Coronavirus: some persistent myths set straight

Coronavirus: some persistent myths set straight
Garlic -- good, but not that good © Ylanite Koppens/PxHere

Since the outbreak of the new coronavirus (Covid-19) pandemic in China at the end of last year, a wide variety of claims have been made about the origins of the virus, its spread and how to combat it.

As the saying goes, a lie is halfway around the world before the truth has got its boots on, and never has that been more true than in these days of social media, when even the word “viral” has been co-opted by the internet. Here are some of the more intractable myths.

Claim: Warmer weather will help to kill off the virus in the environment.

This claim was spread by none other than US President Donald Trump, nevertheless it is false. The virus is carried by humans and transmitted to other humans, and humans tend to remain at a fairly steady temperature whatever the weather. The same goes for the claim: Cold weather will kill the virus. Here too, the verdict is: False.

Claim: Covid-19 was bio-engineered in a lab and escaped into the environment.

Such claims by conspiracy theorists emerge whenever something unprecedented appears, from the moon landings to Covid-19. This theory calls to the stand a patent application to the European Patent Office, which is in itself genuine.

However the patent relates to the SARS epidemic of 2003/2004, and a mutated form of that virus – itself a type of coronavirus – to be used in testing kits. According to a paper published recently in the journal Nature Medicine, the Covid-19 virus can be genetically examined and its origins shown to be the product of natural evolution, and not of a lab in China, France, the USA or anywhere else. Verdict: False.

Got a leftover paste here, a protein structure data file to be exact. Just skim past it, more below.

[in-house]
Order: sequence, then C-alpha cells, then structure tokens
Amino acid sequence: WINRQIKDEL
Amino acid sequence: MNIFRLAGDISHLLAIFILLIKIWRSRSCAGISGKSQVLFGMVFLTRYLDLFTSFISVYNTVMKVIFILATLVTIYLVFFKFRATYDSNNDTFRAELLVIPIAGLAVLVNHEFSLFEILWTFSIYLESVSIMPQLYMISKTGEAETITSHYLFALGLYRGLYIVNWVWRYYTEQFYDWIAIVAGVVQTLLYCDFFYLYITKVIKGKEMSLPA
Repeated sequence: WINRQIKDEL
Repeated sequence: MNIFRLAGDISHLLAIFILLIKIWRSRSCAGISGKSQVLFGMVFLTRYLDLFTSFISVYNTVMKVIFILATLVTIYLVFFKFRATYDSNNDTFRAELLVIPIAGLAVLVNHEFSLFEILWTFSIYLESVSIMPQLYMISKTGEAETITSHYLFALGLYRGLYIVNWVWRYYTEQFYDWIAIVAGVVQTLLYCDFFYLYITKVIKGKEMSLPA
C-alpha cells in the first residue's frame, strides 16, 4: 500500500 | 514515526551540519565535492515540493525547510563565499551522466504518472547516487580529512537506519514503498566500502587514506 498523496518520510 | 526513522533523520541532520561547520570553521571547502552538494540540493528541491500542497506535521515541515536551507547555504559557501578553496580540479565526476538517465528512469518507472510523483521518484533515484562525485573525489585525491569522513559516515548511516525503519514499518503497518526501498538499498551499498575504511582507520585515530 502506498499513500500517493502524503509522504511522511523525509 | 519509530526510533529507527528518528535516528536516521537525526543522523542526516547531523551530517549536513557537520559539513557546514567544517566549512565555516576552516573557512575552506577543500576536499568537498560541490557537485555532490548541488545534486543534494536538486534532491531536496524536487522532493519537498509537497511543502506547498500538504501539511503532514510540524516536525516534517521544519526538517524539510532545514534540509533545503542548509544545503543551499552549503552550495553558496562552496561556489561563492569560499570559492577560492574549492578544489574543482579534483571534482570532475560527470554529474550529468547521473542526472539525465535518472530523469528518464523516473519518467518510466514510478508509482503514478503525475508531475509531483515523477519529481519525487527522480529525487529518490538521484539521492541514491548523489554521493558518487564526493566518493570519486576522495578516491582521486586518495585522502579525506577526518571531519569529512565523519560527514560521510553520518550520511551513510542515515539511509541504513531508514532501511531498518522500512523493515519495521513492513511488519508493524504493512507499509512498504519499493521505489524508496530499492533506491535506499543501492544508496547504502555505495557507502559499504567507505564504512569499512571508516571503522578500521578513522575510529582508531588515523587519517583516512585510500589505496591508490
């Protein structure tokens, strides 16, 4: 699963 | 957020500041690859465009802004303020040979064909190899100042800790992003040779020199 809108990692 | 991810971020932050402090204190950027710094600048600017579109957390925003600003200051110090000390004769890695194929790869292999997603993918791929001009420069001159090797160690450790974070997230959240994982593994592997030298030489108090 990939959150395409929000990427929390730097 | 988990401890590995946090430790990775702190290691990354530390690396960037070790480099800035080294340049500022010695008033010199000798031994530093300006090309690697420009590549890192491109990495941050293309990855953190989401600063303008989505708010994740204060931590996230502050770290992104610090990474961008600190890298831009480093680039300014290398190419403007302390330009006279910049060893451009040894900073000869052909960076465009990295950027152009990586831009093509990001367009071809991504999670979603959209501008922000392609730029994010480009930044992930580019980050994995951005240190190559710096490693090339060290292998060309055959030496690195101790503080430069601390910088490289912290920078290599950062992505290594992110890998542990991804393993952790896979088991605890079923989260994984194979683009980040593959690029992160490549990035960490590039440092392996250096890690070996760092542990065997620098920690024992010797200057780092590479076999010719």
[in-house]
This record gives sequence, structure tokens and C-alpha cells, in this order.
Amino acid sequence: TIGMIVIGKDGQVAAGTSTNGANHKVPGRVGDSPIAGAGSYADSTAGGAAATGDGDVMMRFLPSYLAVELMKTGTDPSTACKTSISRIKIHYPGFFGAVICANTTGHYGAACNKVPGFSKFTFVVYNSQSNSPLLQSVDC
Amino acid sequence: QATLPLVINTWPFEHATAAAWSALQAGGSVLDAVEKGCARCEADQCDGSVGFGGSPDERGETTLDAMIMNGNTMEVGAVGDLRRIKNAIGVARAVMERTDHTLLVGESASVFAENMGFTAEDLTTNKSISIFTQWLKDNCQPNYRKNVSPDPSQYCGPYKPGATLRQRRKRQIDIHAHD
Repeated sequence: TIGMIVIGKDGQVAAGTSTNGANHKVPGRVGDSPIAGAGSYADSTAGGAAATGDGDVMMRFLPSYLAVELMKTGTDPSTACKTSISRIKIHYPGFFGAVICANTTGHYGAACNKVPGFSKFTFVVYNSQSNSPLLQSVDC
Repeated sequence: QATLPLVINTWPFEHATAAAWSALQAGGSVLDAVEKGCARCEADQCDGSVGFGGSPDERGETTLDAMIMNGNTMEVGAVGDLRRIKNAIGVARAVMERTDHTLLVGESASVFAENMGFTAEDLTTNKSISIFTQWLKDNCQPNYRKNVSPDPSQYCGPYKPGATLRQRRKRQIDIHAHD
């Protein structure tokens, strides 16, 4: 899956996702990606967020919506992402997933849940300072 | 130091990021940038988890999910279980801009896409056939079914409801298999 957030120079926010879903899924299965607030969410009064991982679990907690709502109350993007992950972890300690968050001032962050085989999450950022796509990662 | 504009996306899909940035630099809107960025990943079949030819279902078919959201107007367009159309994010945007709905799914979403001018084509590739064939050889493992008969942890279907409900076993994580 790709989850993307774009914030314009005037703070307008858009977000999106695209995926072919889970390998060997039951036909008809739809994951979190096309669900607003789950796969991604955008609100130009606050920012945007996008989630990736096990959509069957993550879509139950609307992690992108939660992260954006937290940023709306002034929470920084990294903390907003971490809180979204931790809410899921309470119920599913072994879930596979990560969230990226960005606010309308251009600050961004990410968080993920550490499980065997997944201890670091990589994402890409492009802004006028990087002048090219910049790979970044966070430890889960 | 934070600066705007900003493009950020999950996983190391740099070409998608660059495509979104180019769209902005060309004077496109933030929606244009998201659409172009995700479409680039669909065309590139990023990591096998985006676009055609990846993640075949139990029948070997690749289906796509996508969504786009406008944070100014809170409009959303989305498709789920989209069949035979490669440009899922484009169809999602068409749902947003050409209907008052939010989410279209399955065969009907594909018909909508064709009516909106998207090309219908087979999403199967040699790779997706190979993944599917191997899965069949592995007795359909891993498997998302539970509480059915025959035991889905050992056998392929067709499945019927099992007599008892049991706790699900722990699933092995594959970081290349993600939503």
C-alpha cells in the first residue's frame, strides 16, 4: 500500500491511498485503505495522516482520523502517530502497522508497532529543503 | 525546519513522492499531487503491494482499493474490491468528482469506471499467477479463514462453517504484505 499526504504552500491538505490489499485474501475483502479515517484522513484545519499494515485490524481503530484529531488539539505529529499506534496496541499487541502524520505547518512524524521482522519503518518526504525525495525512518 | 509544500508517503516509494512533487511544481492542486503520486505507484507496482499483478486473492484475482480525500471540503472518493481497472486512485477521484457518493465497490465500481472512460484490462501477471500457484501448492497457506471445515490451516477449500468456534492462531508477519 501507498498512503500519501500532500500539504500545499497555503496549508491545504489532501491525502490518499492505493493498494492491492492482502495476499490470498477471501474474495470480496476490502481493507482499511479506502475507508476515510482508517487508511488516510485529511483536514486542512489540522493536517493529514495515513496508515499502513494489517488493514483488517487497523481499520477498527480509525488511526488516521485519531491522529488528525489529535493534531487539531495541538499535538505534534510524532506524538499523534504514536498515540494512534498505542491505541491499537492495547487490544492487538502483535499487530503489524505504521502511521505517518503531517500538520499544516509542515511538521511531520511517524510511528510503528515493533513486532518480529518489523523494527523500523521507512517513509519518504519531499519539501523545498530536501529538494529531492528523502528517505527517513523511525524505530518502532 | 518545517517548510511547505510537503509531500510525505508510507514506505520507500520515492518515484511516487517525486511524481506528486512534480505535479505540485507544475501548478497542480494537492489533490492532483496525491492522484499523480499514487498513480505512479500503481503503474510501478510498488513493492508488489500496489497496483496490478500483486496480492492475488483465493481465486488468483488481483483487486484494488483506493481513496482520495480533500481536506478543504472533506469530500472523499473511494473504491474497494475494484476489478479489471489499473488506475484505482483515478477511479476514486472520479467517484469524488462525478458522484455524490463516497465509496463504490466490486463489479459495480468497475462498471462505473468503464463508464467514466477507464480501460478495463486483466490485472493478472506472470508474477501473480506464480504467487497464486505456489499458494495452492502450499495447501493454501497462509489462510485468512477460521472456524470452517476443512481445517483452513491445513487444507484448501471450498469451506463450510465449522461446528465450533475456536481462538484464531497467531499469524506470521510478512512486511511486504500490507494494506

Claim: Eating garlic will protect against the virus.

Garlic, especially raw garlic, is generally accepted to be a healthy food with proven anti-microbial properties. However, according to the World Health Organisation (WHO), “there is no evidence from the current outbreak that eating garlic has protected people from the new coronavirus.”

The same lack of evidence is found for claims that gargling with salt water or vinegar will protect against the virus. There is simply no evidence that the claims are true. Moreover, experts fail to understand how such claims might even be imaginable. Needless to say, the claim that gargling with bleach will protect against the virus is not only false, but also ill-advised. Verdict: False.

Claim: You can find out if you’re infected by holding your breath.

A message circulating on social media claims you can test yourself for Covid-19. Hold your breath for ten seconds, then release. If you do not cough immediately, you are not infected.

Last weekend, two senior doctors at the St-Pierre reference hospital in Brussels called for systematic testing of hospital personnel for the virus, because infected people do not always display symptoms yet can still be contagious. The state could save millions on testing reagents and equipment if a ten-second breath test were just as effective. Verdict: False.

Prevention is better than cure. The best and most reliable way of tackling the virus is to avoid being infected in the first place. That means washing your hands regularly and thoroughly; maintaining a distance from others of at least 1.5m; staying at home unless going out is absolutely unavoidable, for example to buy food, visit the doctor or the pharmacy (but call first) or for exercise. Simple precautions, but effective.

For correct and trustworthy information on the coronavirus and the pandemic, consult the following websites:

The official Covid-19 site of the federal government (in English)

Some links for information on support measures for the self-employed and others

The site of Sciensano, the government’s public health agency

The World Health Organisation

Alan Hope

The Brussels Times

Copyright © 2024 The Brussels Times. All Rights Reserved.